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Thread started 13 Sep 2017 (Wednesday) 20:52
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color-matching 2 monitors

 
ncjohn
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Asheville NC
Sep 13, 2017 20:52 |  #1

I've read many times that you can't get 2 monitors to match (color, brightness, etc) so I was wondering what's the usual work-around? Do you calibrate one, then eye-ball the other until they're close?

I just got an Asus PB238Q to go with my ViewSonic VP2365wb, and I'm still in the fooling-around-with-it stage. When I calibrate them both, the difference is atrocious, but I can manually adjust the VS until it's very close to the calibrated Asus. I'm tempted to stick with that, but I know I won't :-); there's still too much fooling around to do before settling on a setting.




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davesrose
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Sep 13, 2017 22:17 |  #2

I believe if you try to manually change the color of two monitors, you'll never be satisfied! Based on your perception at the time, they may start to look close. Then with other light conditions and times, you'll start seeing deferences. IMO, it's totally worth it to invest in a calibration system. It consists of a sensor that might monitor ambient light, but will go flush with the surface of your monitor and configure it to be consistent. The overall color temp will be the same across all monitors.


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Damo77
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Sep 14, 2017 03:24 |  #3

Don't use them both for editing. Edit on the one that calibrates best, and use the other one for panels, email, etc.


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kirkt
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Post has been last edited 8 days ago by kirkt. 3 edits done in total.
Sep 14, 2017 07:42 |  #4

Why can't you achieve this, at least within the limitations of the two display devices? This is what color management is all about. Using the proper hardware and software makes this possible. That said, trying to make an incapable display match a very capable display is probably unrealistic unless you calibrate and profile to the lowest common denominator.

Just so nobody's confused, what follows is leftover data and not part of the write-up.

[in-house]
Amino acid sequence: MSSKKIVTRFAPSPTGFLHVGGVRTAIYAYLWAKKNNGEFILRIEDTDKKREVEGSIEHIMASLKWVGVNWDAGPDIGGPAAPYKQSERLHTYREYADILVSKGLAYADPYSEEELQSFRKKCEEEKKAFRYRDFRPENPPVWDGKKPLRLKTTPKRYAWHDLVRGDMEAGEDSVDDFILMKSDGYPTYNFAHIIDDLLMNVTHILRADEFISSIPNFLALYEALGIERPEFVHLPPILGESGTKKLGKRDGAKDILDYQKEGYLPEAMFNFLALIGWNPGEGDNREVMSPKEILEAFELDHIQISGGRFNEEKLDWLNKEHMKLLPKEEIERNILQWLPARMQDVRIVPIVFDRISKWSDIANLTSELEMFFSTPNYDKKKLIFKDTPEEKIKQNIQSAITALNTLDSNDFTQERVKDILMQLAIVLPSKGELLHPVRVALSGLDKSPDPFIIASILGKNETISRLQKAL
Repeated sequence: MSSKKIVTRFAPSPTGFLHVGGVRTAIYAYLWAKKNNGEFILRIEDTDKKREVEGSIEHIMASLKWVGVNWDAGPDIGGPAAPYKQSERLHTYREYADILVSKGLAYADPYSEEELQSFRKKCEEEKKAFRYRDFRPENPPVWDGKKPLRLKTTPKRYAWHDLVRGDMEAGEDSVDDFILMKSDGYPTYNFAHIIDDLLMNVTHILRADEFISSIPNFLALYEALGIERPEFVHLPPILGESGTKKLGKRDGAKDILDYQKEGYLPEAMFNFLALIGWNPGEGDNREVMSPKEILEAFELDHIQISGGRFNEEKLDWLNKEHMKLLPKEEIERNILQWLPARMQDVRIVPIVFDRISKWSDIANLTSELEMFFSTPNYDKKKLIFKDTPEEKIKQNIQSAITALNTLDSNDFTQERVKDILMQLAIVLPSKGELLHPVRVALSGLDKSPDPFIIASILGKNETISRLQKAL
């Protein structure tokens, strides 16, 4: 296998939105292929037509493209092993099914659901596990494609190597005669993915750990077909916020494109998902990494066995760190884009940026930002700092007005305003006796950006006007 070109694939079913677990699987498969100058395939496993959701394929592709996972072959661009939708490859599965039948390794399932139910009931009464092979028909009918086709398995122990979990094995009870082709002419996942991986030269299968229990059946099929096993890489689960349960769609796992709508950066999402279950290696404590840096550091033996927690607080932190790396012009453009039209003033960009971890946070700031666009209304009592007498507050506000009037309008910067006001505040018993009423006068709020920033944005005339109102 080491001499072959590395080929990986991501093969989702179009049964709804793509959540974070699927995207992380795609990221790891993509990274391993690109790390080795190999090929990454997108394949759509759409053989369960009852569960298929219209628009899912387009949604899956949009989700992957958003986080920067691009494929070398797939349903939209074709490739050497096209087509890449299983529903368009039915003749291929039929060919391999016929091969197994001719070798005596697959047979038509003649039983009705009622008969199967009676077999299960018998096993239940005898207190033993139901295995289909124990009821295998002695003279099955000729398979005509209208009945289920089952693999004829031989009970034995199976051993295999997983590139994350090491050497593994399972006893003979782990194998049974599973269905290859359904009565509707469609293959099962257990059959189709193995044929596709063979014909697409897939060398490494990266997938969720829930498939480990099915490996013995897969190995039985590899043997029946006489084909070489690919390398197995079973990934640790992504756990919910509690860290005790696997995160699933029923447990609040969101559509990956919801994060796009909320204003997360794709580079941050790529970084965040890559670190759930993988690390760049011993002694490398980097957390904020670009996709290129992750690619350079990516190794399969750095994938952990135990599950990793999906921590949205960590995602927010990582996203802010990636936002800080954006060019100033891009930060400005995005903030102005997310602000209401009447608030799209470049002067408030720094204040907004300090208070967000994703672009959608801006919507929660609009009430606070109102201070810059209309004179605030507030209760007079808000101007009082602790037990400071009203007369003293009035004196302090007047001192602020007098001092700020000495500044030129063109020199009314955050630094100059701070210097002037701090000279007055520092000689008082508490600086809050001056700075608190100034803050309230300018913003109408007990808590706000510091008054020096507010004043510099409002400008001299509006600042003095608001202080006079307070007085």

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Hen3Ry
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Post has been edited 8 days ago by Hen3Ry.
Sep 14, 2017 10:31 |  #5

I have two monitors - one (NEC Multisync LCD30WQXI1) has spec of 97.5% Adobe RGB, and the other (Dell UltraSharp UP2716D) claims 100% AdobeRGB.

I can't see the difference between them, even with an image spanning both.


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ebiggs
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Sep 14, 2017 10:45 |  #6

I use two monitors. I have for years. I think it helps if they are the same brand and model. Mine are and I can't see or tell if there is a difference in them.


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ncjohn
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Sep 14, 2017 16:32 |  #7

Well, I'm very surprised and pleased that you guys are able to get your monitors to match; I've just read so many times that it's impossible.

And I found out why mine looked so different when I calibrated the new Asus: I've always calibrated the Viewsonic to 5000k and I realized I accidentally calibrated the Asus to 6500. (But then when I tried to calibrate the Asus to 5000 I ran into a problem. But that needs a new thread of its own.)

Thanks for the replies.




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Hen3Ry
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Sep 14, 2017 19:35 |  #8

ncjohn wrote in post #18452410 (external link)
Well, I'm very surprised and pleased that you guys are able to get your monitors to match; I've just read so many times that it's impossible.

And I found out why mine looked so different when I calibrated the new Asus: I've always calibrated the Viewsonic to 5000k and I realized I accidentally calibrated the Asus to 6500. (But then when I tried to calibrate the Asus to 5000 I ran into a problem. But that needs a new thread of its own.)

Thanks for the replies.

Well, not to rag on you or anything, but I doubt that Photoshop or Adobe RGB was on the minds of the designers of either of those monitors. I'm not surprised that at 5000 they look different. You might try them at a more normal 6500.


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John ­ from ­ PA
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Sep 14, 2017 19:57 |  #9

Two monitors can be made to match; more than you wanted to know can be found at https://photo.stackexc​hange.com ...d-i-set-my-lcd-monitor-to (external link). The software recommend in the response is pricy but a lot of what you want to do can be accomplished by using the procedures at http://www.lagom.nl/lc​d-test/ (external link). The test images there can be saved to a stick and taken to a store for test purposes.




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ncjohn
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Asheville NC
Sep 18, 2017 11:47 |  #10

John from PA wrote in post #18452551 (external link)
Two monitors can be made to match; more than you wanted to know can be found at https://photo.stackexc​hange.com ...d-i-set-my-lcd-monitor-to (external link). The software recommend in the response is pricy but a lot of what you want to do can be accomplished by using the procedures at http://www.lagom.nl/lc​d-test/ (external link). The test images there can be saved to a stick and taken to a store for test purposes.

Wish I'd seen this sooner; I didn't get notified that this thread had more responses. Thanks for the links, I'll definitely take a look.




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